One of the most common means of communication within the church is the speech/teaching. It consists largely of “Information Transfer:” I talk (download), you listen, (upload). Information transferred & accurately communicated. Done.

Except not.

Stuff gets in the way, that keeps us from ‘getting’ it.

Stuff like INFORMATION OVERLOAD – at some point, there’s just too much information & the brain says “No más.” Which is unfortunate, especially if the speech goes on for another 15 minutes.

Stuff like NOISE – maybe its actual physical noise that distorts & distracts, like a baby crying or people talking; it might be internal noise caused by stopping “full listening” in order to think on something that was said; or it could be external noise that comes from the surrounding environment. Regardless, the end result is the person/individual stops processing.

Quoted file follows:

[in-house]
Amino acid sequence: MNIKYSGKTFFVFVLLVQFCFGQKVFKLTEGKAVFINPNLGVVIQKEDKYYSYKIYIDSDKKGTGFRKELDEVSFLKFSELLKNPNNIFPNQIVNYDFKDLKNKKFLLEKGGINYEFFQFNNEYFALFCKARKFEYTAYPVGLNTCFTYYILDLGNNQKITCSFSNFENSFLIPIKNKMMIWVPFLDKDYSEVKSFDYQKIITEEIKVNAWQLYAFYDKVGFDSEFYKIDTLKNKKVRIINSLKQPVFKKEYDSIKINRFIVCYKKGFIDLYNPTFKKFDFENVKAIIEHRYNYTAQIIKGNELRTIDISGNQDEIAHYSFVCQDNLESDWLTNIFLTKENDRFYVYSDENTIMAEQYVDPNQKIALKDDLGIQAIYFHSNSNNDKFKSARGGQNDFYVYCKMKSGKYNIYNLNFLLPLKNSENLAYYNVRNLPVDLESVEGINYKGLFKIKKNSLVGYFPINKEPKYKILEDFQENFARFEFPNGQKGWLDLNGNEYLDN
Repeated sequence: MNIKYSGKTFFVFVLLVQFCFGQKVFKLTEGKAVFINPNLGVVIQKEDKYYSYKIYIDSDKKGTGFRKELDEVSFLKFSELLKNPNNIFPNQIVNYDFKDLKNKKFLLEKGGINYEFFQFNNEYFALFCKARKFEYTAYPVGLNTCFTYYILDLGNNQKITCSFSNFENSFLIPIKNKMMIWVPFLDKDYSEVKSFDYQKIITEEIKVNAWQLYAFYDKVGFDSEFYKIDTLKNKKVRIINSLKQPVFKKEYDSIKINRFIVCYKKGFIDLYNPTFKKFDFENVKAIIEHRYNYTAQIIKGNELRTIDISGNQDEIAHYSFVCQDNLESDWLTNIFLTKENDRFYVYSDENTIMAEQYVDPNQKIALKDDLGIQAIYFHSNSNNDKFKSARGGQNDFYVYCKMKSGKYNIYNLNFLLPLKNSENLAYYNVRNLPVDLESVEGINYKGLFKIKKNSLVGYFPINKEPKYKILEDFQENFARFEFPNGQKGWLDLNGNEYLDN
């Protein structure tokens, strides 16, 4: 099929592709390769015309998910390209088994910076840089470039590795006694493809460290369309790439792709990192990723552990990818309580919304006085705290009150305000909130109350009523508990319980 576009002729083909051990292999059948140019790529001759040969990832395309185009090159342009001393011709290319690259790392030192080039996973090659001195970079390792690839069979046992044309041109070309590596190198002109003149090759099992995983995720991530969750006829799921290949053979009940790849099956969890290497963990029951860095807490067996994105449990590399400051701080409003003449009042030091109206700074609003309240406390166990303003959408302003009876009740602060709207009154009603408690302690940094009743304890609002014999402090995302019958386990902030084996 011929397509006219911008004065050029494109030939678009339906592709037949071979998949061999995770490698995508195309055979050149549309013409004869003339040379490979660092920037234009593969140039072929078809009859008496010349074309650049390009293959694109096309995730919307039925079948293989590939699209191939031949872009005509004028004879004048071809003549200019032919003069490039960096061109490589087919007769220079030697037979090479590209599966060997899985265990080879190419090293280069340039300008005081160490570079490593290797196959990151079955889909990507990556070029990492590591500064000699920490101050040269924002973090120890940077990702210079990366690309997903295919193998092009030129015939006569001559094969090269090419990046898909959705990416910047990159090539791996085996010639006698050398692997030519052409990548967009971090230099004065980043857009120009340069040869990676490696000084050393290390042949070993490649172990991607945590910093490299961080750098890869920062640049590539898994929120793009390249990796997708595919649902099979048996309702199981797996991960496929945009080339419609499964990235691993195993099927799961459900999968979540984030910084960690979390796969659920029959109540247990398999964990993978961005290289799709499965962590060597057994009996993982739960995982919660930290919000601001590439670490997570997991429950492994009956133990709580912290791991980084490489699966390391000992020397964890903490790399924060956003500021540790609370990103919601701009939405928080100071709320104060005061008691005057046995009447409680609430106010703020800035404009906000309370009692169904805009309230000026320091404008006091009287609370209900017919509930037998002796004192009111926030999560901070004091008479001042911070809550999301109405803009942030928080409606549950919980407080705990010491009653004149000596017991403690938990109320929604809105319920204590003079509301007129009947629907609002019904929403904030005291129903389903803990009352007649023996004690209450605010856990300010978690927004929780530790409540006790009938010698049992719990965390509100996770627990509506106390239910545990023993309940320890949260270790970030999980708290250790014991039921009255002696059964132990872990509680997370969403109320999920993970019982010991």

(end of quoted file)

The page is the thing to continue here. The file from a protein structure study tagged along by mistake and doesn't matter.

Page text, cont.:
Stuff like AMBIGUITY – words mean things, & often, the same word can have vastly different meanings depending on the person hearing it. For example, I could say, “We are wanting to bring more structure to our church.” You might hear, “Structure? You mean everyone gets put into a cookie cutter? No thanks.” What was intended by the word “structure” was a trying to create a more effective & efficient way to help connect people to/within the church body, to coordinate our efforts in mission & purpose, & to accurately & quickly get vital information to those that need to hear it.

Big difference.

I know what I’m saying, but I don’t know what you’re hearing. Anything that you hear that remotely resembles what I said, is a miracle – Jerry Cook